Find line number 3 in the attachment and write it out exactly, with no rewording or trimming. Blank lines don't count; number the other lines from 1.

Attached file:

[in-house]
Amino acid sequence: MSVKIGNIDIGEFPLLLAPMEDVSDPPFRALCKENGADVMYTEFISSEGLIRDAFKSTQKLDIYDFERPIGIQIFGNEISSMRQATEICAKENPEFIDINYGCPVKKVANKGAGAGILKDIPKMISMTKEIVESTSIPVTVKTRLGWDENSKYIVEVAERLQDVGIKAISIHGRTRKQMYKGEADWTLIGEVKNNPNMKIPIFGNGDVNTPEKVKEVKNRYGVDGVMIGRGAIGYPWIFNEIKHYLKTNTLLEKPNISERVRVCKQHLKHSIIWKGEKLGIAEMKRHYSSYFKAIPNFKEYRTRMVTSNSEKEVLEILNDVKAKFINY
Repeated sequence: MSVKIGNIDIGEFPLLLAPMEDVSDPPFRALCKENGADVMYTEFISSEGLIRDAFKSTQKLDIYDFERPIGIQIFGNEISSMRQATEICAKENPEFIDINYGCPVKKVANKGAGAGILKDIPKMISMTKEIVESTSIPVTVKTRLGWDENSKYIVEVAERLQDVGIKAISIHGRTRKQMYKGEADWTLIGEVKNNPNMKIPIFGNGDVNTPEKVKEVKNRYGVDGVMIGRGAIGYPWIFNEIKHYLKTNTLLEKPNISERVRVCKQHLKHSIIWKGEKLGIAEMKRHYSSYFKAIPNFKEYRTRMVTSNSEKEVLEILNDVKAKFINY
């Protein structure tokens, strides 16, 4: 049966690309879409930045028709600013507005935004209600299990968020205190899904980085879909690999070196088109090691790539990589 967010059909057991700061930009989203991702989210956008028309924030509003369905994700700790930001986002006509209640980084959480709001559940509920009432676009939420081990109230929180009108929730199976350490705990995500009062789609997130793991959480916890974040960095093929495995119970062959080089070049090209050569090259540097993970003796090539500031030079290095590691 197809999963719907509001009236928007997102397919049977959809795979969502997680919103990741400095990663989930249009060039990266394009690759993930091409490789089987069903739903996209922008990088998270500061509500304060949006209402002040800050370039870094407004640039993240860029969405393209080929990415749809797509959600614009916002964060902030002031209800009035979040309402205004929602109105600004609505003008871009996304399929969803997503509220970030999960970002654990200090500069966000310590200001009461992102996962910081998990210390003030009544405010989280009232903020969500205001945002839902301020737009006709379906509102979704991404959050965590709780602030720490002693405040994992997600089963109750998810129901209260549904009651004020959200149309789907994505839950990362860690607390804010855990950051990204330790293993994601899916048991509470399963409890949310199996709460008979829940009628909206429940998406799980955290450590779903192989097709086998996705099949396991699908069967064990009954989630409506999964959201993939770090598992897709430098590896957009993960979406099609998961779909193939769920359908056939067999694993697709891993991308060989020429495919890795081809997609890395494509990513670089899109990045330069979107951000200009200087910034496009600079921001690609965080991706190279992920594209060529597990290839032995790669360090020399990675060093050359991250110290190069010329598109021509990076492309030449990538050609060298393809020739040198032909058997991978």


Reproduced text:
Repeated sequence: MSVKIGNIDIGEFPLLLAPMEDVSDPPFRALCKENGADVMYTEFISSEGLIRDAFKSTQKLDIYDFERPIGIQIFGNEISSMRQATEICAKENPEFIDINYGCPVKKVANKGAGAGILKDIPKMISMTKEIVESTSIPVTVKTRLGWDENSKYIVEVAERLQDVGIKAISIHGRTRKQMYKGEADWTLIGEVKNNPNMKIPIFGNGDVNTPEKVKEVKNRYGVDGVMIGRGAIGYPWIFNEIKHYLKTNTLLEKPNISERVRVCKQHLKHSIIWKGEKLGIAEMKRHYSSYFKAIPNFKEYRTRMVTSNSEKEVLEILNDVKAKFINY